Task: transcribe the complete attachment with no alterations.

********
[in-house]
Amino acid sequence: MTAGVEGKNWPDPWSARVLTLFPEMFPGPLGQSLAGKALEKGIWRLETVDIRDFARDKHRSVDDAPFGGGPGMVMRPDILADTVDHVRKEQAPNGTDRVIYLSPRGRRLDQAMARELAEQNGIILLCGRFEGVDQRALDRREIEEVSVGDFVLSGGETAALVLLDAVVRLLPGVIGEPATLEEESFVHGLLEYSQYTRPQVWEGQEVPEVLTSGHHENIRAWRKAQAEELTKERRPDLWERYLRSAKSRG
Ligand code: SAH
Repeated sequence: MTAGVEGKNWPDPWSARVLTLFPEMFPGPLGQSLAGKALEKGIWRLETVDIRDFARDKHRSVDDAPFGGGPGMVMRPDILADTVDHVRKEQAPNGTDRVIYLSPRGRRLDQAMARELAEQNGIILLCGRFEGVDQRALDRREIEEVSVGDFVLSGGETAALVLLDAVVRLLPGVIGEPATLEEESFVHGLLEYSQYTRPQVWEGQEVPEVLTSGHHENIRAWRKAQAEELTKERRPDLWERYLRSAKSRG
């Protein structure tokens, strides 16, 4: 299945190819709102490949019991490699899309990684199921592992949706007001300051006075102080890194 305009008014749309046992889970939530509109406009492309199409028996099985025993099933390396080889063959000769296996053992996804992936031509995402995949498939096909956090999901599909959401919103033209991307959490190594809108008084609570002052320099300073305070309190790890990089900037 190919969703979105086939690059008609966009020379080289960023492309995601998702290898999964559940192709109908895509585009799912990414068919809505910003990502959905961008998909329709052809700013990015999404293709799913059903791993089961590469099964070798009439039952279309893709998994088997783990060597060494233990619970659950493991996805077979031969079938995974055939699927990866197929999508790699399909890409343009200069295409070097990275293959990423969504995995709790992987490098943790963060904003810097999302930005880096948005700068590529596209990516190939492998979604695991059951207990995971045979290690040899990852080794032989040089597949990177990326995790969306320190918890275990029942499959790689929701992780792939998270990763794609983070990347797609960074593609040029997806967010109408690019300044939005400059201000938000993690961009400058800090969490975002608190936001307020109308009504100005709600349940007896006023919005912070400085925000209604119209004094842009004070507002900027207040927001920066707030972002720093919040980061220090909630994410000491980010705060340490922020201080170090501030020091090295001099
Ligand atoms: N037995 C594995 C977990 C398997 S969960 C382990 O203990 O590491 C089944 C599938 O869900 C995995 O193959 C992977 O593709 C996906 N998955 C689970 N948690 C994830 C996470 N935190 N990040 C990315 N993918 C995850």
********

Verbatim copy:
[in-house]
Amino acid sequence: MTAGVEGKNWPDPWSARVLTLFPEMFPGPLGQSLAGKALEKGIWRLETVDIRDFARDKHRSVDDAPFGGGPGMVMRPDILADTVDHVRKEQAPNGTDRVIYLSPRGRRLDQAMARELAEQNGIILLCGRFEGVDQRALDRREIEEVSVGDFVLSGGETAALVLLDAVVRLLPGVIGEPATLEEESFVHGLLEYSQYTRPQVWEGQEVPEVLTSGHHENIRAWRKAQAEELTKERRPDLWERYLRSAKSRG
Ligand code: SAH
Repeated sequence: MTAGVEGKNWPDPWSARVLTLFPEMFPGPLGQSLAGKALEKGIWRLETVDIRDFARDKHRSVDDAPFGGGPGMVMRPDILADTVDHVRKEQAPNGTDRVIYLSPRGRRLDQAMARELAEQNGIILLCGRFEGVDQRALDRREIEEVSVGDFVLSGGETAALVLLDAVVRLLPGVIGEPATLEEESFVHGLLEYSQYTRPQVWEGQEVPEVLTSGHHENIRAWRKAQAEELTKERRPDLWERYLRSAKSRG
């Protein structure tokens, strides 16, 4: 299945190819709102490949019991490699899309990684199921592992949706007001300051006075102080890194 305009008014749309046992889970939530509109406009492309199409028996099985025993099933390396080889063959000769296996053992996804992936031509995402995949498939096909956090999901599909959401919103033209991307959490190594809108008084609570002052320099300073305070309190790890990089900037 190919969703979105086939690059008609966009020379080289960023492309995601998702290898999964559940192709109908895509585009799912990414068919809505910003990502959905961008998909329709052809700013990015999404293709799913059903791993089961590469099964070798009439039952279309893709998994088997783990060597060494233990619970659950493991996805077979031969079938995974055939699927990866197929999508790699399909890409343009200069295409070097990275293959990423969504995995709790992987490098943790963060904003810097999302930005880096948005700068590529596209990516190939492998979604695991059951207990995971045979290690040899990852080794032989040089597949990177990326995790969306320190918890275990029942499959790689929701992780792939998270990763794609983070990347797609960074593609040029997806967010109408690019300044939005400059201000938000993690961009400058800090969490975002608190936001307020109308009504100005709600349940007896006023919005912070400085925000209604119209004094842009004070507002900027207040927001920066707030972002720093919040980061220090909630994410000491980010705060340490922020201080170090501030020091090295001099
Ligand atoms: N037995 C594995 C977990 C398997 S969960 C382990 O203990 O590491 C089944 C599938 O869900 C995995 O193959 C992977 O593709 C996906 N998955 C689970 N948690 C994830 C996470 N935190 N990040 C990315 N993918 C995850």